Hi, hope you're still checking your page here. I really appreciated your info on grooming especially the difference between blades (finish and skip tooth). I also got a kick on your remarks about hardwood vs. carpet--I agree! We recently moved to a much warmer climate and want to keep our American Eskimo groomed short. She seems happier with her short cut (even when we lived in a cooler climate). Her groomer liked using a #5 skip tooth, clipping her body and neck short, and keeping her head more normal (she looks a little like Wile E. Coyote--on the Road Runner--very cute). We used to have her done every two months or so. Now we live in a place that's warmer and much more expensive to have grooming done so I'd like to try clipping her myself. After reading your article I learned that a finish blade would be more appropriate for my skill level (or should I say lack-of-skill level!) but also wondering what brand you'd recommend for a decent cutter. I don't want to buy the cheapest thing out there but also don't want to break the bank either. A couple of folks have suggested Oster or Andis. After checking Amazon there are so many different types to chose from I'm a little lost. I'm not sure what features are most important in terms of a quality and particularly for clipping a heavy coated American Eskimo. Could you enlighten me a little!? Thanks for any ideas you can share--I sure appreciate it! Ellie's mom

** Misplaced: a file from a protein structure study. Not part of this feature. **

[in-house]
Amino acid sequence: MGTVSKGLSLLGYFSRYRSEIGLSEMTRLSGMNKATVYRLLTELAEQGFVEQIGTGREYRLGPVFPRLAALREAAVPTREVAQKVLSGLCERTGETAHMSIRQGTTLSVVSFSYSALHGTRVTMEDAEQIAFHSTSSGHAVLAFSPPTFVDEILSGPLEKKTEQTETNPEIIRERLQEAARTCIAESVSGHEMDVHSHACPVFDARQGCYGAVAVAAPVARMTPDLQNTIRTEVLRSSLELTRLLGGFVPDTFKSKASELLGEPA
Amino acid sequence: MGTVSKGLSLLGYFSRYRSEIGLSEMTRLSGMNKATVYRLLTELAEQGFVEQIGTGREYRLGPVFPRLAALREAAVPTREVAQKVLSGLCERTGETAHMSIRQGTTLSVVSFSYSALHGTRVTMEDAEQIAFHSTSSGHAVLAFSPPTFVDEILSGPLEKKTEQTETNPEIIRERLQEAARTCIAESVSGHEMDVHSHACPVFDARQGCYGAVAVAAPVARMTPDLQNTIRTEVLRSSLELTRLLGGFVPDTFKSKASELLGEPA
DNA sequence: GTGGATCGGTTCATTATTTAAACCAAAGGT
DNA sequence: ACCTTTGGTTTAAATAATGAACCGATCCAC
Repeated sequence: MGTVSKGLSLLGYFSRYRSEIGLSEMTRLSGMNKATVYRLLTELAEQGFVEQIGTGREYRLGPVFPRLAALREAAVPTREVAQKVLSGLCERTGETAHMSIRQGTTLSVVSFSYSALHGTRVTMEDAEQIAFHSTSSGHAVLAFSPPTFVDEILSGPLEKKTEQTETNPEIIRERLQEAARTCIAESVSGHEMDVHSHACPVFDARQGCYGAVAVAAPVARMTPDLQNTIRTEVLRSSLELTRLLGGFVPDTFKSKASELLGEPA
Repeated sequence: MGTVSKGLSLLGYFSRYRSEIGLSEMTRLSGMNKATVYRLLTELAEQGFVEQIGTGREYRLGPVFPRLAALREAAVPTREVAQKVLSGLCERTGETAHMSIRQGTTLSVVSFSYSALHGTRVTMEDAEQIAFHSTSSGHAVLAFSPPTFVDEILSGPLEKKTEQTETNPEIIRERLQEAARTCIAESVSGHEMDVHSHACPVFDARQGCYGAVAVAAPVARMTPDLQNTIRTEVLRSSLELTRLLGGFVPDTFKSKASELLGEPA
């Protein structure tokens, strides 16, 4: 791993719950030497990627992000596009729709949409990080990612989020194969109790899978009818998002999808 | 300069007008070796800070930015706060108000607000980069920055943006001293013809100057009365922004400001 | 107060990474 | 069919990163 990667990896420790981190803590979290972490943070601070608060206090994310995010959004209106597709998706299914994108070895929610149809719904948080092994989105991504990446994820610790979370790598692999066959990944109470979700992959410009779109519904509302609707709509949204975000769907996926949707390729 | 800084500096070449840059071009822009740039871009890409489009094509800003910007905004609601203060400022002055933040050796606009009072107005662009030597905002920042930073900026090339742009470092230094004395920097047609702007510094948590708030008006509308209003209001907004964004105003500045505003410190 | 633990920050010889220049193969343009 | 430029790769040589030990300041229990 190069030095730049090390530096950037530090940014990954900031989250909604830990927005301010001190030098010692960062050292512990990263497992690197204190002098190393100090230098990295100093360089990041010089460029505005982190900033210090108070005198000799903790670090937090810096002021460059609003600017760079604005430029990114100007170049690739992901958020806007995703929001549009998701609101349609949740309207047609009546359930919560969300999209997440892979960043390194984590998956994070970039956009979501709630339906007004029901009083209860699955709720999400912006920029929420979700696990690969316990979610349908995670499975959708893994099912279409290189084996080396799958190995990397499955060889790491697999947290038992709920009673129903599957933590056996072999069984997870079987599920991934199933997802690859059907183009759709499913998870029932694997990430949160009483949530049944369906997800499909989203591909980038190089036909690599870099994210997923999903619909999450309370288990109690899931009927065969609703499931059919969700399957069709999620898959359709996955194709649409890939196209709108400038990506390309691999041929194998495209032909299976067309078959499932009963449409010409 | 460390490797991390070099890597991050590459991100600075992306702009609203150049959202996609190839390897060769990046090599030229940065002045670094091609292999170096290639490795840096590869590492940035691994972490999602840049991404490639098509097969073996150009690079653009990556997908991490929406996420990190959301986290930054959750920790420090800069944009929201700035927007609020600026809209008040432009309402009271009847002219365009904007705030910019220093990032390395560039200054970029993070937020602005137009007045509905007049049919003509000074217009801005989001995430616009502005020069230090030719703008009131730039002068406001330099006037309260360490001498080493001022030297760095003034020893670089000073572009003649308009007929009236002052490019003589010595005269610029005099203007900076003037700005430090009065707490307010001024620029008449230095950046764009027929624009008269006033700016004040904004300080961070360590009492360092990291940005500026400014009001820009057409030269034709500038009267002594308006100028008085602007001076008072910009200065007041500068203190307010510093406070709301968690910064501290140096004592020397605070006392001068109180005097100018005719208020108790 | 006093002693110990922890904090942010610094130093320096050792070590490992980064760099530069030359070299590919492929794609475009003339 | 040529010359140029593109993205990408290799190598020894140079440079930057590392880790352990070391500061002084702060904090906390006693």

julia 6 years ago

when my dogs hair was to short to put up i used clear mascara.

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Mrs. Obvious 6 years ago from Northern California Author

you could try using a little vaseline on your fingertip to rub into the hair and use it like a gel to keep the hair laying down in front of the eyes until its long enough to pull up. Good luck!

leanne 6 years ago

hey ya jus noticed your website. i was jus wondering if i cud get some advice? i have a 7month old shih tzu when she was a few wks old i got her shaved but now i wanna leave her hair grow. its going in her eyes but the hair isn long enough to tie back. is there anthing else i could do instead of cutting it?

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    Mrs. Obvious121 Followers
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    Mrs. Obvious is a mother, wife, and mentor. She used to own her own groom shop called Puppy Love and was self-employed for nine years.